Hitachi Data Systems gave its storage virtualisation software a whole new look with Monday's introduction of a slew of enhancements designed to boost hardware performance, maximize installed storage capacity and help reduce storage consumption by shaving power, cooling and energy costs.
The company described the new Hitachi Universal Storage Platform (USP) V, which takes advantage of a new 4 Gbit/sec Fibre Channel switch backplane architecture, as the centerpiece of its storage virtualisation overhaul.
The USP offering includes a new virtualisation services layer, which directly integrates thin provisioning onto the platform, Hitachi said. USP V, which supports up to 247 petabytes of virtualised storage capacity, is aimed at the high-end enterprise storage market, the company said. Earlier versions of the product were called TagmaStore USP.
USP V includes Hitachi's Dynamic Provisioning software, which the company said enables users to allocate virtual disk storage based on anticipated needs without having to dedicate or put aside physical disk storage upfront. This software should help end users avoid having to turn to third-party vendors to fulfill thin-provisioning needs, vice-president and chief technology officer at Hitachi Data Systems, Hu Yoshida, said.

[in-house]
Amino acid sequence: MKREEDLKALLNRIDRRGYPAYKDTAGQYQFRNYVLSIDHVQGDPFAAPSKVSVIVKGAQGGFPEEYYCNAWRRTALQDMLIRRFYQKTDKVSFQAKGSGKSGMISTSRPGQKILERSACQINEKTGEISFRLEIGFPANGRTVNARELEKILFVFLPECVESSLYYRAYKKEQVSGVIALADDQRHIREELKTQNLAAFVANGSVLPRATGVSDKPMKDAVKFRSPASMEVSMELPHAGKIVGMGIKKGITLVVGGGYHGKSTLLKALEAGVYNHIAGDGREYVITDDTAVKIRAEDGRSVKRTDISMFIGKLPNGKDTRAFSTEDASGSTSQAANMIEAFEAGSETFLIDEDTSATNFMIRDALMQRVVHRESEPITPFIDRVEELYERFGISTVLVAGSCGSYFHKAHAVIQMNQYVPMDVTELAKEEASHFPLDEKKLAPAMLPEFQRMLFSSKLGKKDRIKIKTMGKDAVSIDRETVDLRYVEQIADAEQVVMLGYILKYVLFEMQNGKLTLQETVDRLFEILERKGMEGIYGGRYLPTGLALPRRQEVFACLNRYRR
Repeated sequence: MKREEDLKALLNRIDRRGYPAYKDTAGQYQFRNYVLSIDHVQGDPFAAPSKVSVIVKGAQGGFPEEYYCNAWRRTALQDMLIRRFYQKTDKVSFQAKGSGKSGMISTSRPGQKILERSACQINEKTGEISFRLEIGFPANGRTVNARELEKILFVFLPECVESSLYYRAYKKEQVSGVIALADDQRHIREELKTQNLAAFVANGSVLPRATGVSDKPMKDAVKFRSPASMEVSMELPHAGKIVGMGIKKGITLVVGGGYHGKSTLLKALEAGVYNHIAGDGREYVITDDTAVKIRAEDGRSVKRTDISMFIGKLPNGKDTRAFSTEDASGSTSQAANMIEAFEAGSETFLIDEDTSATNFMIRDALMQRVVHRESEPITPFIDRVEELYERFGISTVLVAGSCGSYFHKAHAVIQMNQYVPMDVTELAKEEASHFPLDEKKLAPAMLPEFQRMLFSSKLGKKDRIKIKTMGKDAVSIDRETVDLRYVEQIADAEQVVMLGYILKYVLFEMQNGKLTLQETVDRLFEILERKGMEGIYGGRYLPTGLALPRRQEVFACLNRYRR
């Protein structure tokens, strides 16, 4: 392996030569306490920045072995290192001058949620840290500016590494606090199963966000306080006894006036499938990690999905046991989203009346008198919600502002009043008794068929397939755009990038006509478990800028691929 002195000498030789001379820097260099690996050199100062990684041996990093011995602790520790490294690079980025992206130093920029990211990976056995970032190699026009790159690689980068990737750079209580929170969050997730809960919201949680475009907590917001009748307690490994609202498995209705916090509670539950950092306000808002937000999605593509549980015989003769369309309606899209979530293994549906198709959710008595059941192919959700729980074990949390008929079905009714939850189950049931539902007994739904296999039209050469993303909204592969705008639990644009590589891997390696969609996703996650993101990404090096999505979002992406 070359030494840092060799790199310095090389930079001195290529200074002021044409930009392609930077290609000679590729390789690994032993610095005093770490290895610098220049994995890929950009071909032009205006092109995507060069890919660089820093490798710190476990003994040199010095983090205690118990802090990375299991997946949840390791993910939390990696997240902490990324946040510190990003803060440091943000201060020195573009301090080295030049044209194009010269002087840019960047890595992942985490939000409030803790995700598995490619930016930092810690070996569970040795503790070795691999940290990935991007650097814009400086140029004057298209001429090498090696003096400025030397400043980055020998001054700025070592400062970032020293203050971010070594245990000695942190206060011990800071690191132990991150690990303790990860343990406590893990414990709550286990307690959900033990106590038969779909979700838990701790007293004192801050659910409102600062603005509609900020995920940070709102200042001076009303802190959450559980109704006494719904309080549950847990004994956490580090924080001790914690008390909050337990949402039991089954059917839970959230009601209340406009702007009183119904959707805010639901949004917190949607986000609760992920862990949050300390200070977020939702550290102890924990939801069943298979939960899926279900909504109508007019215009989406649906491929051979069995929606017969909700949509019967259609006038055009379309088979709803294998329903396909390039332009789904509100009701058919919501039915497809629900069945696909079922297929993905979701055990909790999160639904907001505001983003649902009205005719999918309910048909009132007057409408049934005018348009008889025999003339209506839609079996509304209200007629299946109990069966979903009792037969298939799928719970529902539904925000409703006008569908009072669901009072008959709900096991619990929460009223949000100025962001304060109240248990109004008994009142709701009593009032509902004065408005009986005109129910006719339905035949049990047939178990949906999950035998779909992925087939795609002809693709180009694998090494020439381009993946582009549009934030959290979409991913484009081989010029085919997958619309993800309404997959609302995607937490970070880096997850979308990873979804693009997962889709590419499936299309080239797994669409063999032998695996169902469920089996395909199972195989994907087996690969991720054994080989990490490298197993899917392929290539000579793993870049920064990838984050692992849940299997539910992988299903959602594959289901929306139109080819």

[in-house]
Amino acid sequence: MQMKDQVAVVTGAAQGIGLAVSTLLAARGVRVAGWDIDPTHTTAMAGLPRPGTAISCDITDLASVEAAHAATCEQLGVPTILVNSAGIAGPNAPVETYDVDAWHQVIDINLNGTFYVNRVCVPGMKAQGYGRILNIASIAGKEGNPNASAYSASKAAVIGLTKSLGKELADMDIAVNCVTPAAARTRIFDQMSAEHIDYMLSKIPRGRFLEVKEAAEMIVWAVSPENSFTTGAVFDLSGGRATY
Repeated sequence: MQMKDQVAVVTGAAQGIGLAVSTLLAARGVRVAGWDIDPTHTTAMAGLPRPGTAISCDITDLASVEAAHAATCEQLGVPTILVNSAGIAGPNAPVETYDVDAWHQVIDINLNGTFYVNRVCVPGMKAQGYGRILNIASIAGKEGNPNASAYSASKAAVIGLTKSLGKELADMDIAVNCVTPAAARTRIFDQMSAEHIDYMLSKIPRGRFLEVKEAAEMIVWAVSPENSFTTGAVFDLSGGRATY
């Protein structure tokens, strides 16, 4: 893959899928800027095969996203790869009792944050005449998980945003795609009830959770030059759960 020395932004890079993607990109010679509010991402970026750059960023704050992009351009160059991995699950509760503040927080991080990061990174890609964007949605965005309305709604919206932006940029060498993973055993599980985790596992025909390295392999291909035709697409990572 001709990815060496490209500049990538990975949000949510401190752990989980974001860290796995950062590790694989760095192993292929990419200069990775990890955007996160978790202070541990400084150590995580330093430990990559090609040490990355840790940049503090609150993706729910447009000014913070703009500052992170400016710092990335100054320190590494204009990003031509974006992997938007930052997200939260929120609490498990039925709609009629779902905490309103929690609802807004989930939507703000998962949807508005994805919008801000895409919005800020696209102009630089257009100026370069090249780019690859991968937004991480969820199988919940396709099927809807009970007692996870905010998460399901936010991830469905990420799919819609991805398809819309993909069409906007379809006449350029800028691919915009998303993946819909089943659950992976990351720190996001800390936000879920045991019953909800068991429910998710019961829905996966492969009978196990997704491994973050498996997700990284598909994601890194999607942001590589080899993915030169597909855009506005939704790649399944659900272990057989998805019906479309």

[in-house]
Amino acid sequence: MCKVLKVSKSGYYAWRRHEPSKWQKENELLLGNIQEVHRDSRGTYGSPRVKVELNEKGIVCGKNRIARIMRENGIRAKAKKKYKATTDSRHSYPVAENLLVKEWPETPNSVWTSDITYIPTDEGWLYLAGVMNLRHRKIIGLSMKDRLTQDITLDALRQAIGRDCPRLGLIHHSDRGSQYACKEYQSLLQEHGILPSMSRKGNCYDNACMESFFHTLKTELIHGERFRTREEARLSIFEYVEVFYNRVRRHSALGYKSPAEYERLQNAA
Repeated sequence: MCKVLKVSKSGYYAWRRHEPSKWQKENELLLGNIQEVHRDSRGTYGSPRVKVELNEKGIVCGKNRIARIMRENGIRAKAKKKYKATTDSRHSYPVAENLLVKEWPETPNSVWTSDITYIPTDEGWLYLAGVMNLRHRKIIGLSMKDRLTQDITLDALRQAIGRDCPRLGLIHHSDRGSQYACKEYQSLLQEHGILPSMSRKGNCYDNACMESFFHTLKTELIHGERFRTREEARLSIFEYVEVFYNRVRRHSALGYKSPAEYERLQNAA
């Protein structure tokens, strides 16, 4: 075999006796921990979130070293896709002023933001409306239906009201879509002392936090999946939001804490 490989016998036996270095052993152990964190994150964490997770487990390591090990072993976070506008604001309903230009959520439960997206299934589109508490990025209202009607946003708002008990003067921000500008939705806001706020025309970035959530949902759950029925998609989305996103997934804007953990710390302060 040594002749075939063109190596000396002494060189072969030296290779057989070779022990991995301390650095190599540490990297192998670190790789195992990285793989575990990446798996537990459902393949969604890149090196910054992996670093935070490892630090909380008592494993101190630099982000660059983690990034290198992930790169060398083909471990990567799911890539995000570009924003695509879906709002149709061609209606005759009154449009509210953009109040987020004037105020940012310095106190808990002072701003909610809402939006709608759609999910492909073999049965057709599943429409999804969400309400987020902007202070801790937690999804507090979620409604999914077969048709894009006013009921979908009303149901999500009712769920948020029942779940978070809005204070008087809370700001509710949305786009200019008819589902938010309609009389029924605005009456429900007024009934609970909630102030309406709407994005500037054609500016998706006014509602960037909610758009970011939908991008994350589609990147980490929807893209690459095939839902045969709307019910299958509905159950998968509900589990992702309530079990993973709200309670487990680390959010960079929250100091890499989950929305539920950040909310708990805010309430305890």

The Dynamic Provisioning software will also improve storage utilization to retrieve allocated but unused storage capacity being misappropriated on areas such as snapshots of full volume copies being replicated, Yoshida contended.
"We're seeing five to 10 to 20 copies of the same volume of capacities being replicated. In most cases, storage utilization [within large IT storage environments] is only about 20 per cent to 30 per cent," said Yoshida. "Buying more storage isn't the answer; it's only going to compound the problem. You have to be able to get control of this."
Hitachi also announced a beefed-up version of USP's Hitachi Universal Volume Manager software, which Yoshida said boosts performance by 670 per cent compared with its predecessor. The virtualisation tool provides the functionality of Hitachi's virtual storage controllers to any type of externally attached storage device.
USP V also allows end users to create "large logical storage pools," each of which is equipped with dozens or hundreds of disk drives operating on I/O simultaneously. The feature should allow I/O requests on taxed storage systems to be handled much more efficiently and quickly, Yoshida noted.
Microsoft Exchange environments in particular may greatly benefit from the performance enhancements of Hitachi's USP V technology, according to testing research conducted by Enterprise Strategy Group.